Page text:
Name of the Tree: A Bantu Folktale

Overview


When a drought spreads through the land of the short grass, the animals set out across the great plain to find food. Their only hope for survival is a tree with a variety of colorful fruit. The problem is its branches are too high. To reach them, the wise old turtle says, one must know the name of the tree, something only King Lion is privy to. In this Bantu folktale retold by Celia Barker Lottridge, the hero is not the most cunning or the strongest but the one that tries the hardest. Ian Wallace’s striking ...
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Overview


When a drought spreads through the land of the short grass, the animals set out across the great plain to find food. Their only hope for survival is a tree with a variety of colorful fruit. The problem is its branches are too high. To reach them, the wise old turtle says, one must know the name of the tree, something only King Lion is privy to. In this Bantu folktale retold by Celia Barker Lottridge, the hero is not the most cunning or the strongest but the one that tries the hardest. Ian Wallace’s striking illustrations of desert landscape and luscious fruit help bring this tale to life.

When the other animals fail at the task, the slow but wise turtle finds a way to obtain the bountiful fruits of a magic tree.

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Editorial Reviews

School Library Journal
K-Gr 5-- Somewhere on an African plain, a great drought settles on the land. The animals search for food and discover a solitary tree, leaden with every fruit imaginable, and are tantalized by the unreachable find that `` smelled like all the fruits of the world. ' ' So begins this Bantu folktale set on an arid flatland. Told with a distant, almost biblical voice, the story explains that the animals must learn the name of the tree before it will surrender its bounty. Just when it seems that the name of the tree will be lost, the animal least likely to be the hero saves the day. Instead of the lush, primary colors typical of many illustrations in African tales, Wallace masterfully utilizes muted pinks, grays, and greens that bring to life the cracked, dry land that threatens the animals' very existence. Some of the illustrations are so subdued that they seem to fade off the page, as if bleached by the scorching African sun. The effect is a perfect bone-dry backdrop for this tale. The steady cadence of the text makes the story a worthy addition to the storytelling shelf, and young readers should also find it satisfying reading. --Denia Lewis Hester, Dewey School, Evanston, IL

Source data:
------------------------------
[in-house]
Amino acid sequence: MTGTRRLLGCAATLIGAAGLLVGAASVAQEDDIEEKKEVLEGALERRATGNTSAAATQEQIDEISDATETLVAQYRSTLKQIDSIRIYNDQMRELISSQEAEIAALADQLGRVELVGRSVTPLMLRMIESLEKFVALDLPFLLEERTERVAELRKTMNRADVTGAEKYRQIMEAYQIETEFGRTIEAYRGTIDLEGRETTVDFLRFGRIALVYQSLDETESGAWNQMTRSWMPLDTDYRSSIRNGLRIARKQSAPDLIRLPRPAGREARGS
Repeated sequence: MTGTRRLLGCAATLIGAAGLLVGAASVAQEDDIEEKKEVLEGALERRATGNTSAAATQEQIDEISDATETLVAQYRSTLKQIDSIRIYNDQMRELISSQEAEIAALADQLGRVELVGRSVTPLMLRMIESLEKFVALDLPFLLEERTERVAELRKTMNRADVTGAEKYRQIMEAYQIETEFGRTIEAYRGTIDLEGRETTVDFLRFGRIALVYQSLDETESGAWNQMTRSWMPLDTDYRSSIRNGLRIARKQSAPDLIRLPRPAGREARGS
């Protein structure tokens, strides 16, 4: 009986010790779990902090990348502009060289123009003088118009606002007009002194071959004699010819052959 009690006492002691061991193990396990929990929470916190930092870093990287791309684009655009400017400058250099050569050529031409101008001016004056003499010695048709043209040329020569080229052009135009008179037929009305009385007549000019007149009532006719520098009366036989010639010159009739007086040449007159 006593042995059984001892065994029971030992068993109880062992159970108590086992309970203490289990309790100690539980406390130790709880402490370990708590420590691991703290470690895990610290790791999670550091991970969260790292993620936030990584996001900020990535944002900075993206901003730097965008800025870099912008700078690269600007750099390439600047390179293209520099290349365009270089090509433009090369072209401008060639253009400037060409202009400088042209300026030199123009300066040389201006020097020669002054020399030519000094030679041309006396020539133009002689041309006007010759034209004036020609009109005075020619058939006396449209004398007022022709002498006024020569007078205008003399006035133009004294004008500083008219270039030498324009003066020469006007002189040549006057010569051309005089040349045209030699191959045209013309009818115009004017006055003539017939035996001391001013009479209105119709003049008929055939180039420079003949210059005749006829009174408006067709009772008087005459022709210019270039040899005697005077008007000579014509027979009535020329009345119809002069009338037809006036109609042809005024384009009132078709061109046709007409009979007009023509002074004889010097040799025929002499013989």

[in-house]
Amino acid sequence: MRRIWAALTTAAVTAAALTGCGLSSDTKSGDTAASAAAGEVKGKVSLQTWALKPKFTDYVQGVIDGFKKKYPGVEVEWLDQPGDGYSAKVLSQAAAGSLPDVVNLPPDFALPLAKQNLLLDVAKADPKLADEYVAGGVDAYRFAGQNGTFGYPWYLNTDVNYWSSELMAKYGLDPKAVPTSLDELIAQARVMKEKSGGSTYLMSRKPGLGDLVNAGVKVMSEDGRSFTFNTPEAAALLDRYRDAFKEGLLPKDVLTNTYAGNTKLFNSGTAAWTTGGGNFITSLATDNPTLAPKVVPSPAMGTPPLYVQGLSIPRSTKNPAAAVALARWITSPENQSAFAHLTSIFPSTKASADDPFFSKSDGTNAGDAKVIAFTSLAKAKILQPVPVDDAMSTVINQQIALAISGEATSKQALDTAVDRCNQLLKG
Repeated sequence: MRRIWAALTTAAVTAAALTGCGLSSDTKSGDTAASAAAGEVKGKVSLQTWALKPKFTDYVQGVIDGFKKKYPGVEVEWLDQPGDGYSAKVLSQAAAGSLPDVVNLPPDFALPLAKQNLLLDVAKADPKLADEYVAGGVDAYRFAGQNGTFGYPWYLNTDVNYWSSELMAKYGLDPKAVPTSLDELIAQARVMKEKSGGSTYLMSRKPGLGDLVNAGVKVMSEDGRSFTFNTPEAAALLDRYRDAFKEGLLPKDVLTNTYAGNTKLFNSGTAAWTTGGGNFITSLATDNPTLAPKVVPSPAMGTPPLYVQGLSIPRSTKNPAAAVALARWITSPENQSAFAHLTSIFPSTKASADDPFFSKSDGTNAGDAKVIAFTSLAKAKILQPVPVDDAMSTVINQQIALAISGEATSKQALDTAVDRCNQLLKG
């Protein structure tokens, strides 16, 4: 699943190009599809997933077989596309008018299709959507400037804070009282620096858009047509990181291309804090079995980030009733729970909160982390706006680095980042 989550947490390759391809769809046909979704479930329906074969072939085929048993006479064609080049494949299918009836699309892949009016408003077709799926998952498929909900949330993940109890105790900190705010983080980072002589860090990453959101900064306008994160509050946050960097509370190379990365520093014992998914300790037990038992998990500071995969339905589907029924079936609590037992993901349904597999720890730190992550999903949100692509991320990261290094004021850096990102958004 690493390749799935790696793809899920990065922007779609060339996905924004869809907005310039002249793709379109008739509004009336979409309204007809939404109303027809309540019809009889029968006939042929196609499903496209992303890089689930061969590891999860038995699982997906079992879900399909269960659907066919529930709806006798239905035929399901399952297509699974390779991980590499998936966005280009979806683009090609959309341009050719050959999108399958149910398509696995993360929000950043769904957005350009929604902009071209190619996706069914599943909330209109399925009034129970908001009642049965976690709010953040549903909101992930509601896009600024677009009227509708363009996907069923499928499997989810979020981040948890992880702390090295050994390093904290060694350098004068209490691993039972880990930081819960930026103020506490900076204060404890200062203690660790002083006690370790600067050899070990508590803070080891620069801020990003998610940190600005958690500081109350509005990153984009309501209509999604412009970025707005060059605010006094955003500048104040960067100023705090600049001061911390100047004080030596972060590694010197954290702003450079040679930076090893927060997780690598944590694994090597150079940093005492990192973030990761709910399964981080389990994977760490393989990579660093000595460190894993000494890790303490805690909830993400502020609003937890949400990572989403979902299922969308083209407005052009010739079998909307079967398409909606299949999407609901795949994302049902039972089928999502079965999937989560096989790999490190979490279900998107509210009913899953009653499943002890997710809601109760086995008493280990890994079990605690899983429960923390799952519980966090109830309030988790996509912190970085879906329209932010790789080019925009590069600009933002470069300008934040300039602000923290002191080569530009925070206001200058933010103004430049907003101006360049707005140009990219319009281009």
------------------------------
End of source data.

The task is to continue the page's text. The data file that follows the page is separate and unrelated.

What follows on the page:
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Product Details

  • ISBN-13: 9780888990976
  • Publisher: Groundwood Books
  • Publication date: 2/28/2002
  • Pages: 40
  • Sales rank: 506,031
  • Age range: 3 - 8 Years
  • Product dimensions: 10.50 (w) x 9.10 (h) x 0.50 (d)

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